Today, we wish a “Happy 125th Birthday” to Leo Emanuel Reisenbichler. He was born on December 11, 1897, the son of August and Christiane (Lindner) Reisenbichler. Leo was the firstborn child of 3 in this Reisenbichler family and the only boy. He was baptized at Immanuel Lutheran Church in New Wells. An image of his baptism record from that congregation’s books is displayed below.
Leo shows up in his first census in 1900 when he was 2 years old. You can see a list of people with both the Reisenbichler and the Lindner names in this entry. Henry and Anna Lindner were Leo’s maternal grandparents. Leo’s father was a farmer in the Brazeau Township. This would be the only census in which Leo is found living in Perry County.
By the time of the 1910 census, Leo’s Reisenbichler family had moved to the Shawnee Township of northern Cape Girardeau County. Leo was 12 years old in this entry.
Leo had his World War I draft registration completed in 1918. This document states that he was a farm hand on his father’s farm at the age of 20.
The last census in which we find Leo as a single man was the one taken in 1920. Another girl had been born in the previous decade, so now we see all 3 of the Reisenbichler children. At the age of 22, Leo is shown with no occupation, but I have every reason to believe that he continued to work on his father’s farm.
Now, we will turn our attention to the woman who would become Leo’s wife. Her name was Alma Josephine Boehme, who was born on June 3, 1903. Alma was the daughter of Charles and Susanna (Grosse) Boehme. Like her future husband, Alma was the oldest child in her family. She was one of only two children born to Charles and Susanna. Since the Boehme’s lived in Altenburg, this couple would be yet another one in which the groom from the Shawnee Township would find his bride across the Apple Creek in Perry County.
Let me point out that there were two Alma Boehme’s that were born at about this time. The other was Alma Sarah Boehme, who was born in 1904, the daughter of Louis and Louise (Lottes) Boehme in Wittenberg. Alma was one of the young children highlighted in the story, 3 Infants, 3 Graves, 10 Days, that told the story of the first 3 burials in the St. Paul’s Lutheran Cemetery in Wittenberg. That story is also told toward the end of my book, Wittenberg ’04.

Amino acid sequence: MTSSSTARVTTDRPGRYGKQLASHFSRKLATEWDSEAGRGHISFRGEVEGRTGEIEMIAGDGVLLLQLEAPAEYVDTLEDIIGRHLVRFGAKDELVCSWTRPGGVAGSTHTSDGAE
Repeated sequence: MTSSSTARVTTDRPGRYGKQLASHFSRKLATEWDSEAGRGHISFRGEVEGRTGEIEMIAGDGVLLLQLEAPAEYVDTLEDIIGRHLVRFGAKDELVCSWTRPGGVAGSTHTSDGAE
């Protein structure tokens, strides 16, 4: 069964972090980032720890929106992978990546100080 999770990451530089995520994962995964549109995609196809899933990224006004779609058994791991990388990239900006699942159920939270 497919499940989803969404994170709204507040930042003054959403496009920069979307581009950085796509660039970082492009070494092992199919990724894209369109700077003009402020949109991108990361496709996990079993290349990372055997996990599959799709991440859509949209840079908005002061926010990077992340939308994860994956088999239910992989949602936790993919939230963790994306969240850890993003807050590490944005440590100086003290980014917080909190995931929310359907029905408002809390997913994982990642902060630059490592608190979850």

Alma Josephine Boehme was baptized at Trinity Lutheran Church in Altenburg. We can take a look at her baptism record from that congregation’s books.
In this map of Altenburg produced in 1915, you can see that Alma’s family lived near Immanuel Lutheran Church on the west side of town.
Alma is found in her first census entry in 1910 at the age of 6. Her father was trading in livestock.
The other census in which Alma shows up as a single woman was the one enumerated in 1920. This time, Alma’s father was called a farmer, and her Uncle Gustave Boehme was living in their household and called a stock trader.
Leo Reisenbichler married Alma Boehme on October 29, 1922 at Trinity Lutheran Church in Altenburg. The church record for that wedding is shown here.
We can also view the marriage license for this couple.
According to our German Family Tree, this pair had 5 children, 3 boys and 2 girls. In the 1930 census, we find Leo and Alma living with Leo’s parents. That household included the first 3 children of Leo and Alma.
Next, we find the Reisenbichler’s in the 1940 census with all 5 of their children. Their 9 year-old son, Eugene, has a real mess behind his name. I think the census taker mistakenly called him a daughter and then had to make an attempt at correcting his error.
Leo had a World War II draft card completed in 1942. He was called a self-employed farmer.
One more census can be viewed for this Reisenbichler couple. Even though there are only 3 members of this household, their entry spills over 2 census pages. Their son, Eugene, was a truck driver.
Alma Reisenbichler died in 1993 at the age of 90; Leo Reisenbichler died in 1997 at the age of 99. He died about 5 months before what would have been his 100th birthday. Both Alma and Leo are buried in the Immanuel Lutheran Cemetery in New Wells.
If you look not only to this couple but also to the parents of Leo Reisenbichler, you will find two generations of “cross the creek” marriages. Leo’s parents, a Reisenbichler from the Shawnee Township and a Lindner from the Brazeau Township, were also a husband and a wife from both sides of the Apple Creek that separates Perry County from Cape Girardeau County.